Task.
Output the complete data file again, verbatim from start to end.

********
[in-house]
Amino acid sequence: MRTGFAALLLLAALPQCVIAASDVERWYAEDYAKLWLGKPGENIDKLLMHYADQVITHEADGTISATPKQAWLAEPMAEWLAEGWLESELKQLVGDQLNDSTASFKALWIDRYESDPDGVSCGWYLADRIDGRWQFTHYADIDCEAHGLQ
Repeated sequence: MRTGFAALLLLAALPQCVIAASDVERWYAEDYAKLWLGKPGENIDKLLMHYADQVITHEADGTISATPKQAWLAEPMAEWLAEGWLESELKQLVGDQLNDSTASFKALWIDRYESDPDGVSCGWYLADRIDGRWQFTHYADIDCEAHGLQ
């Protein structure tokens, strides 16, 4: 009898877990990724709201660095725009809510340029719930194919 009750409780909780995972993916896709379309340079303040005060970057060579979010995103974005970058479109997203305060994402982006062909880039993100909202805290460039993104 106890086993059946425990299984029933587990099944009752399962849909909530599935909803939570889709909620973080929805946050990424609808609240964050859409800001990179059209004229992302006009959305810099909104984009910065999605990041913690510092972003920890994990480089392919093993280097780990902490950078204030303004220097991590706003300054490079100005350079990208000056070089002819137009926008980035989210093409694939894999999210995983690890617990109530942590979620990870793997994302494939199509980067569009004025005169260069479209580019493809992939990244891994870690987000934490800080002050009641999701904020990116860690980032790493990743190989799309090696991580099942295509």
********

[in-house]
Amino acid sequence: MRTGFAALLLLAALPQCVIAASDVERWYAEDYAKLWLGKPGENIDKLLMHYADQVITHEADGTISATPKQAWLAEPMAEWLAEGWLESELKQLVGDQLNDSTASFKALWIDRYESDPDGVSCGWYLADRIDGRWQFTHYADIDCEAHGLQ
Repeated sequence: MRTGFAALLLLAALPQCVIAASDVERWYAEDYAKLWLGKPGENIDKLLMHYADQVITHEADGTISATPKQAWLAEPMAEWLAEGWLESELKQLVGDQLNDSTASFKALWIDRYESDPDGVSCGWYLADRIDGRWQFTHYADIDCEAHGLQ
């Protein structure tokens, strides 16, 4: 009898877990990724709201660095725009809510340029719930194919 009750409780909780995972993916896709379309340079303040005060970057060579979010995103974005970058479109997203305060994402982006062909880039993100909202805290460039993104 106890086993059946425990299984029933587990099944009752399962849909909530599935909803939570889709909620973080929805946050990424609808609240964050859409800001990179059209004229992302006009959305810099909104984009910065999605990041913690510092972003920890994990480089392919093993280097780990902490950078204030303004220097991590706003300054490079100005350079990208000056070089002819137009926008980035989210093409694939894999999210995983690890617990109530942590979620990870793997994302494939199509980067569009004025005169260069479209580019493809992939990244891994870690987000934490800080002050009641999701904020990116860690980032790493990743190989799309090696991580099942295509």